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Viruses 2017, 9(8), 200;

Characterization of Two Historic Smallpox Specimens from a Czech Museum

Military Health Institute, Military Medical Agency, Tychonova 1, 160 01 Prague 6, Czech Republic
Institute of Molecular Genetics of the ASCR, v. v. i., Vídeňská 1083, 142 20 Prague 4, Czech Republic
National Museum, Department of Anthropology, Václavské náměstí 68, 115 79 Praha 1, Czech Republic
Faculty of Military Health Sciences, University of Defence, Třebešská 1575, 500 01 Hradec Králové, Czech Republic
Laboratory of Applied Proteome Analyses, Institute of Animal Physiology and Genetics, Academy of Sciences of the Czech Republic, Rumburská 89, 277 21 Liběchov, Czech Republic
Genomics Core Facility, EMBL Heidelberg, Meyerhofstraße 1, 69117 Heidelberg, Germany
Institute of Pathology of the First Faculty of Medicine and General Teaching Hospital, Studničkova 2, 128 00 Prague, Czech Republic
Institute of Forensic Medicine and Toxicology, First Faculty of Medicine, Charles University and General University Hospital in Prague, Studničkova 4, 128 21, Praha 2, Czech Republic
Institute of Organic Chemistry and Biochemistry of the CAS, Flemingovo náměstí 542/2, 166 10 Praha 6, Czech Republic
Military Institute of Forensic Medicine, Military University Hospital Prague, U Vojenské nemocnice 1200, 169 02 Praha 6
Bundeswehr Institute of Microbiology, Neuherbergstr. 11, 80937 Munich, Germany
Author to whom correspondence should be addressed.
Academic Editor: Eric O. Freed
Received: 26 June 2017 / Revised: 22 July 2017 / Accepted: 25 July 2017 / Published: 27 July 2017
(This article belongs to the Special Issue Smallpox and Emerging Zoonotic Orthopoxviruses: What Is Coming Next?)
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Although smallpox has been known for centuries, the oldest available variola virus strains were isolated in the early 1940s. At that time, large regions of the world were already smallpox-free. Therefore, genetic information of these strains can represent only the very last fraction of a long evolutionary process. Based on the genomes of 48 strains, two clades are differentiated: Clade 1 includes variants of variola major, and clade 2 includes West African and variola minor (Alastrim) strains. Recently, the genome of an almost 400-year-old Lithuanian mummy was determined, which fell basal to all currently sequenced strains of variola virus on phylogenetic trees. Here, we determined two complete variola virus genomes from human tissues kept in a museum in Prague dating back 60 and 160 years, respectively. Moreover, mass spectrometry-based proteomic, chemical, and microscopic examinations were performed. The 60-year-old specimen was most likely an importation from India, a country with endemic smallpox at that time. The genome of the 160-year-old specimen is related to clade 2 West African and variola minor strains. This sequence likely represents a new endemic European variant of variola virus circulating in the midst of the 19th century in Europe. View Full-Text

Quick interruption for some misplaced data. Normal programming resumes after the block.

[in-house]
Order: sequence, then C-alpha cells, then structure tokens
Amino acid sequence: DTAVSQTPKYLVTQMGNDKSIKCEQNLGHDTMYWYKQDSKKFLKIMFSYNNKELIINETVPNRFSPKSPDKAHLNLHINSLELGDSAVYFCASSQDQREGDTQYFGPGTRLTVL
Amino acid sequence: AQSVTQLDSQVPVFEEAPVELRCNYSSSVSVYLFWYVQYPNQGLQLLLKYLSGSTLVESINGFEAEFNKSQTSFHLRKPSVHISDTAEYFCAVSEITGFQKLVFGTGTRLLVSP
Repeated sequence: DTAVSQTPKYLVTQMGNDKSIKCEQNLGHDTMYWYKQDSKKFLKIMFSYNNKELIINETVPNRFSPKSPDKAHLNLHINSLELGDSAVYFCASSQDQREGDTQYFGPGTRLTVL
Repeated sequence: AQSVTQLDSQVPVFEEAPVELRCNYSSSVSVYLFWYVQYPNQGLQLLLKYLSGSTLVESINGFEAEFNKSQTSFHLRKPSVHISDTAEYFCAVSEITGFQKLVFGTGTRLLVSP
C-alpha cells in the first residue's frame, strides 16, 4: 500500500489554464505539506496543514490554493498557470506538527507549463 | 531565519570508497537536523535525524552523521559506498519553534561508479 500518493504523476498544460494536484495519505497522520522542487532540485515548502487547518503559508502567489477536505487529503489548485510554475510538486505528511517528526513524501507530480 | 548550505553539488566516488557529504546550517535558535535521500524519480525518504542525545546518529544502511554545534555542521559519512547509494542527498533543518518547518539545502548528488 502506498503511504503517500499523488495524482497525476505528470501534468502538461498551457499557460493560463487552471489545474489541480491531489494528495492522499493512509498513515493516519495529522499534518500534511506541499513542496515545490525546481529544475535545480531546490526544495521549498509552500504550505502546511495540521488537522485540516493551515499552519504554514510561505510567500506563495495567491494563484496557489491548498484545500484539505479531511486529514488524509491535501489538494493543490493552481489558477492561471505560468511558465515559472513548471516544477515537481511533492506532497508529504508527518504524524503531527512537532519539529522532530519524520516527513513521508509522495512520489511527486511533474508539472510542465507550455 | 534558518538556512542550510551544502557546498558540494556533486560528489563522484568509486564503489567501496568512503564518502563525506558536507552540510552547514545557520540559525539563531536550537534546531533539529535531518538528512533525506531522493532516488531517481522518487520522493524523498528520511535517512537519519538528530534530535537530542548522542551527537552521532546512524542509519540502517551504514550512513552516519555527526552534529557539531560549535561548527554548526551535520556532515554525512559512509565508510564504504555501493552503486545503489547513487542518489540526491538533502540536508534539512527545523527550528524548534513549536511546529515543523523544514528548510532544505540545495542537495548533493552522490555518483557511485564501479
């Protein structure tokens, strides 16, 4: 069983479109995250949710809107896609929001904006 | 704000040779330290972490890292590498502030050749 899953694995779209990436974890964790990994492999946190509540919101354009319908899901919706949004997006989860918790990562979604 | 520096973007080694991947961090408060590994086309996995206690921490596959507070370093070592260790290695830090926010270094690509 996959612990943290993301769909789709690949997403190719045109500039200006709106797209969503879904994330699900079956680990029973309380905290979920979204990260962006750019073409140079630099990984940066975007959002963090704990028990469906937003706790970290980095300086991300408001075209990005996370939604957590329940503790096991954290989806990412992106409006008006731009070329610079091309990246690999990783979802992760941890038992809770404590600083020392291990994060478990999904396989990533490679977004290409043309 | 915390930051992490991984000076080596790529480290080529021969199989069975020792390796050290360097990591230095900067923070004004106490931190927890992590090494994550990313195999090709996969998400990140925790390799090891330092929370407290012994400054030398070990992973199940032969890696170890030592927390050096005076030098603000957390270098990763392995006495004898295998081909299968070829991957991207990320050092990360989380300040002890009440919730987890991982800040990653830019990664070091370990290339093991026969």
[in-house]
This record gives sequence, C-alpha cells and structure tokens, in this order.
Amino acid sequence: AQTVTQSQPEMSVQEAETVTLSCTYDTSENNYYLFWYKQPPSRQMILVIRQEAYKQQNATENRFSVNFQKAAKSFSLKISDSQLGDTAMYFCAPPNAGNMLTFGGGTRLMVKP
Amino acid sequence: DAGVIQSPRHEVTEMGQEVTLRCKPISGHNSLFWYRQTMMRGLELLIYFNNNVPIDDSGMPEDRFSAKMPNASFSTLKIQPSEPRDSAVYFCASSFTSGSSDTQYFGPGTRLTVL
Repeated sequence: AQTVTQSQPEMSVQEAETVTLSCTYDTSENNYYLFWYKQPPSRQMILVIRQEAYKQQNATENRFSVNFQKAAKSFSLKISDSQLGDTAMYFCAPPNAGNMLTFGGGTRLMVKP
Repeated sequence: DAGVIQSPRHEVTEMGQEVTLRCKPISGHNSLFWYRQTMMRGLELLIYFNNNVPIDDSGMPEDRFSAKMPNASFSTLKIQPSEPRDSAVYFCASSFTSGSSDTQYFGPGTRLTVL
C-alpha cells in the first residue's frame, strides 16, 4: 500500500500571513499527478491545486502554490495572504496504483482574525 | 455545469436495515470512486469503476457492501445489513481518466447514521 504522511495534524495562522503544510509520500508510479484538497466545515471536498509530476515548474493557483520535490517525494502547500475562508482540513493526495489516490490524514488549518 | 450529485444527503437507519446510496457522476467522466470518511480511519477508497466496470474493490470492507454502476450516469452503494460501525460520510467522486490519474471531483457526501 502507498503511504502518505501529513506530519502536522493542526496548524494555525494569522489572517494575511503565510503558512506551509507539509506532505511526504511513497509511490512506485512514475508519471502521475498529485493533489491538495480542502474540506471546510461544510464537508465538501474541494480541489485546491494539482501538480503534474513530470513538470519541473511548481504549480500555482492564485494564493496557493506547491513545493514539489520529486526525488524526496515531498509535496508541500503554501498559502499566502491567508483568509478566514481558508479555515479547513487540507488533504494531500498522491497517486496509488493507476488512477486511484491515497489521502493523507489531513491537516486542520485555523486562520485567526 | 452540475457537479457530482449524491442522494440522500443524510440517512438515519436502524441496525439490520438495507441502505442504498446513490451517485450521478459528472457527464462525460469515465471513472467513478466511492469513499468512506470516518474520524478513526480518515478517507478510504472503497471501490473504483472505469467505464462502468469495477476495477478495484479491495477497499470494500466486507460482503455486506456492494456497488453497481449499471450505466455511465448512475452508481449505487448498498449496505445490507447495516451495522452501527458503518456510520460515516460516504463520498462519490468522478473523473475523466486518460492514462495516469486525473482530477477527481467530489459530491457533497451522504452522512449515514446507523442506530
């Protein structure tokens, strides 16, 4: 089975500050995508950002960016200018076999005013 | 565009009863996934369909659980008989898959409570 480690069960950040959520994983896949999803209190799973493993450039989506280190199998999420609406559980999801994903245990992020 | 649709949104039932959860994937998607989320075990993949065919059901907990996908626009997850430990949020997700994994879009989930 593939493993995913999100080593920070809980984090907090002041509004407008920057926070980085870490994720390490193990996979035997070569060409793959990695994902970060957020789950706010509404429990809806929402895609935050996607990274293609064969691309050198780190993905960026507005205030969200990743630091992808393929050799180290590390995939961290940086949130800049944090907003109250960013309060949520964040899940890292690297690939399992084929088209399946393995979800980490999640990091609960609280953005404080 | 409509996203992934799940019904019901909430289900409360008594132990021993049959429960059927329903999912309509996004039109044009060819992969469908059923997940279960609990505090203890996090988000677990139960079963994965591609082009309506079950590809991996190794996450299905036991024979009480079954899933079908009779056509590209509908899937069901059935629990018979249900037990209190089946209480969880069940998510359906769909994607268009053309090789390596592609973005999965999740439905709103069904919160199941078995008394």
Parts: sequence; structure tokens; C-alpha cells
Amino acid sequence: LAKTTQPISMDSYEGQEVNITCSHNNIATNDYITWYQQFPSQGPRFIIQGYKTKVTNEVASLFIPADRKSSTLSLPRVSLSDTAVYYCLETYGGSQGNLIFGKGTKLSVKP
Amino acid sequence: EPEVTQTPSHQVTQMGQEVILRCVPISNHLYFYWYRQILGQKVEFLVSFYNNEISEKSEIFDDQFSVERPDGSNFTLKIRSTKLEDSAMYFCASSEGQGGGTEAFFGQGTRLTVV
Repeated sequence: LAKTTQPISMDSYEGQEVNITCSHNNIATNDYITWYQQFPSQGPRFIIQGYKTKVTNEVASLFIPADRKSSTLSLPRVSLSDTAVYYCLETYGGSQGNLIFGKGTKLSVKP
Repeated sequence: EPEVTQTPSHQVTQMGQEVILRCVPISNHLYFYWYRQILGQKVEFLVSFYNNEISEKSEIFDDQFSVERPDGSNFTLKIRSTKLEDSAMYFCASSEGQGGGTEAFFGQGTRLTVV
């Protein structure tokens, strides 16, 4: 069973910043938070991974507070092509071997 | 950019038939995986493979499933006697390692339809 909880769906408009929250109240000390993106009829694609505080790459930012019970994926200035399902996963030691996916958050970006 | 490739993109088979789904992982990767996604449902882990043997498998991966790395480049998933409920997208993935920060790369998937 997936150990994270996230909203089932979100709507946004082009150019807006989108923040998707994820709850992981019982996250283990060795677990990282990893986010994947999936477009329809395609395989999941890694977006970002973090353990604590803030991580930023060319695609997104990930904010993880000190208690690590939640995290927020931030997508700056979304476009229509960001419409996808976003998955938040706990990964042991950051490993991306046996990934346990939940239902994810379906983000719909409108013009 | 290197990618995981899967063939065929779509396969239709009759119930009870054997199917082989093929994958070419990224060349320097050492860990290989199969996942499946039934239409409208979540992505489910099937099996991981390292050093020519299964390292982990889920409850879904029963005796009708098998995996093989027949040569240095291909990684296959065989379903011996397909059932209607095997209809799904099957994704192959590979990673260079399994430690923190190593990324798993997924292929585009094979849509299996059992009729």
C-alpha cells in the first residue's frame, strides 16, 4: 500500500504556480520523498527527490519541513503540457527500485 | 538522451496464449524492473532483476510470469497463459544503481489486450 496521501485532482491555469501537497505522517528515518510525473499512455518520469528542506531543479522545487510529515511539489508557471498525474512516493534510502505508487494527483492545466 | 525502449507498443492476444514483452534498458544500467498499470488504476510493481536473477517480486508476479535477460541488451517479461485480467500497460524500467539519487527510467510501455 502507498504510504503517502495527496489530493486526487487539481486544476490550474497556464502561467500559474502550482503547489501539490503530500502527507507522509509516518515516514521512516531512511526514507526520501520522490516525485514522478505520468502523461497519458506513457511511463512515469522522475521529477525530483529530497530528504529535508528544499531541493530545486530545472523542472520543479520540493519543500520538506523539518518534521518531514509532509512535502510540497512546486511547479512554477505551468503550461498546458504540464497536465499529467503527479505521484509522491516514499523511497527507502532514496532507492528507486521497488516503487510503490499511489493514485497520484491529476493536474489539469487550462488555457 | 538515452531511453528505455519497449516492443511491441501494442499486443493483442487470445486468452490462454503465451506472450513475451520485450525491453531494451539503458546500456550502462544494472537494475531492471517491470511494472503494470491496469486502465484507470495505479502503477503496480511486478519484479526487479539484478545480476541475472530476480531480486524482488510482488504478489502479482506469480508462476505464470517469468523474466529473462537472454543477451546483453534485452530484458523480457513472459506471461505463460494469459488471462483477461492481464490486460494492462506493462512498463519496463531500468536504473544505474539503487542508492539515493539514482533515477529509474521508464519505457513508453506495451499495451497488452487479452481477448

Keywords: smallpox; variola virus; evolution; next generation sequencing; historic specimen; phylogeny smallpox; variola virus; evolution; next generation sequencing; historic specimen; phylogeny

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Pajer, P.; Dresler, J.; Kabíckova, H.; Písa, L.; Aganov, P.; Fucik, K.; Elleder, D.; Hron, T.; Kuzelka, V.; Velemínsky, P.; Klimentova, J.; Fucikova, A.; Pejchal, J.; Hrabakova, R.; Benes, V.; Rausch, T.; Dundr, P.; Pilin, A.; Cabala, R.; Hubalek, M.; Stríbrny, J.; Antwerpen, M.H.; Meyer, H. Characterization of Two Historic Smallpox Specimens from a Czech Museum. Viruses 2017, 9, 200.

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